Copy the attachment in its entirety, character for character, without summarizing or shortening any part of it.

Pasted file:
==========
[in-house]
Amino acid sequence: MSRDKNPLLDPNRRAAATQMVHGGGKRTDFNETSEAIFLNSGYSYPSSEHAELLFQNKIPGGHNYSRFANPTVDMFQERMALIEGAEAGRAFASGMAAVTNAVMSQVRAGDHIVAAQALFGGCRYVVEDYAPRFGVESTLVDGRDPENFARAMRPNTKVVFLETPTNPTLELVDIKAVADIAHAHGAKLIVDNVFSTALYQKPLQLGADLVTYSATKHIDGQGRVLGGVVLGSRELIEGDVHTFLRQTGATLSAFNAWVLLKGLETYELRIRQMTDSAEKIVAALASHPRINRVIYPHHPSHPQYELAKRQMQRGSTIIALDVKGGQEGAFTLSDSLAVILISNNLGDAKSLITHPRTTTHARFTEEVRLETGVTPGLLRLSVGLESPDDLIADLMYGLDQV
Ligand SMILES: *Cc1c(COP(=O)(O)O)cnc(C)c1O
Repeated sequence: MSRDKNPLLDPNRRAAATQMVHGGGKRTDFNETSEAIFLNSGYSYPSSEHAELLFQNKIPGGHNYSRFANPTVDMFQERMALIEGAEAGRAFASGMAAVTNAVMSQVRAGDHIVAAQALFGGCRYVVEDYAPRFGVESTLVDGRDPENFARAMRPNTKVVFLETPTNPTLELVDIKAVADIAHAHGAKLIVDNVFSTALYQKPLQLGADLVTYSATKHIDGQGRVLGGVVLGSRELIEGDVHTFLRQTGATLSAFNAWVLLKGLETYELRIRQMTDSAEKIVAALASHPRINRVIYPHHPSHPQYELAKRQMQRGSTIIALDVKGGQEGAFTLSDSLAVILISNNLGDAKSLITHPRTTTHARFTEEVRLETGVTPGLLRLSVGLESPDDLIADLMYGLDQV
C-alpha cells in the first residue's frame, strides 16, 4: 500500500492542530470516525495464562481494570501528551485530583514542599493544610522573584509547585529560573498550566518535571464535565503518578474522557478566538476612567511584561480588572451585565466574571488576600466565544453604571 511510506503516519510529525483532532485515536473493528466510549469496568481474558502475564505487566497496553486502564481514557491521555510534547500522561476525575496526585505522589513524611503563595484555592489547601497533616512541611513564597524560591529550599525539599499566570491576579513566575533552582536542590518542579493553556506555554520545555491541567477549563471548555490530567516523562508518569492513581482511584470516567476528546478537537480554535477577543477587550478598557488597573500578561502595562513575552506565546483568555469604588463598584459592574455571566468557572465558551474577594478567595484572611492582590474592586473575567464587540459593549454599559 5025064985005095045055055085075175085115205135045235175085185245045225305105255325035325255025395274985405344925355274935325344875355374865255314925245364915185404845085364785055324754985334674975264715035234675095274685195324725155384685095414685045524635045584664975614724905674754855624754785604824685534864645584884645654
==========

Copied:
[in-house]
Amino acid sequence: MSRDKNPLLDPNRRAAATQMVHGGGKRTDFNETSEAIFLNSGYSYPSSEHAELLFQNKIPGGHNYSRFANPTVDMFQERMALIEGAEAGRAFASGMAAVTNAVMSQVRAGDHIVAAQALFGGCRYVVEDYAPRFGVESTLVDGRDPENFARAMRPNTKVVFLETPTNPTLELVDIKAVADIAHAHGAKLIVDNVFSTALYQKPLQLGADLVTYSATKHIDGQGRVLGGVVLGSRELIEGDVHTFLRQTGATLSAFNAWVLLKGLETYELRIRQMTDSAEKIVAALASHPRINRVIYPHHPSHPQYELAKRQMQRGSTIIALDVKGGQEGAFTLSDSLAVILISNNLGDAKSLITHPRTTTHARFTEEVRLETGVTPGLLRLSVGLESPDDLIADLMYGLDQV
Ligand SMILES: *Cc1c(COP(=O)(O)O)cnc(C)c1O
Repeated sequence: MSRDKNPLLDPNRRAAATQMVHGGGKRTDFNETSEAIFLNSGYSYPSSEHAELLFQNKIPGGHNYSRFANPTVDMFQERMALIEGAEAGRAFASGMAAVTNAVMSQVRAGDHIVAAQALFGGCRYVVEDYAPRFGVESTLVDGRDPENFARAMRPNTKVVFLETPTNPTLELVDIKAVADIAHAHGAKLIVDNVFSTALYQKPLQLGADLVTYSATKHIDGQGRVLGGVVLGSRELIEGDVHTFLRQTGATLSAFNAWVLLKGLETYELRIRQMTDSAEKIVAALASHPRINRVIYPHHPSHPQYELAKRQMQRGSTIIALDVKGGQEGAFTLSDSLAVILISNNLGDAKSLITHPRTTTHARFTEEVRLETGVTPGLLRLSVGLESPDDLIADLMYGLDQV
C-alpha cells in the first residue's frame, strides 16, 4: 500500500492542530470516525495464562481494570501528551485530583514542599493544610522573584509547585529560573498550566518535571464535565503518578474522557478566538476612567511584561480588572451585565466574571488576600466565544453604571 511510506503516519510529525483532532485515536473493528466510549469496568481474558502475564505487566497496553486502564481514557491521555510534547500522561476525575496526585505522589513524611503563595484555592489547601497533616512541611513564597524560591529550599525539599499566570491576579513566575533552582536542590518542579493553556506555554520545555491541567477549563471548555490530567516523562508518569492513581482511584470516567476528546478537537480554535477577543477587550478598557488597573500578561502595562513575552506565546483568555469604588463598584459592574455571566468557572465558551474577594478567595484572611492582590474592586473575567464587540459593549454599559 5025064985005095045055055085075175085115205135045235175085185245045225305105255325035325255025395274985405344925355274935325344875355374865255314925245364915185404845085364785055324754985334674975264715035234675095274685195324725155384685095414685045524635045584664975614724905674754855624754785604824685534864645584884645654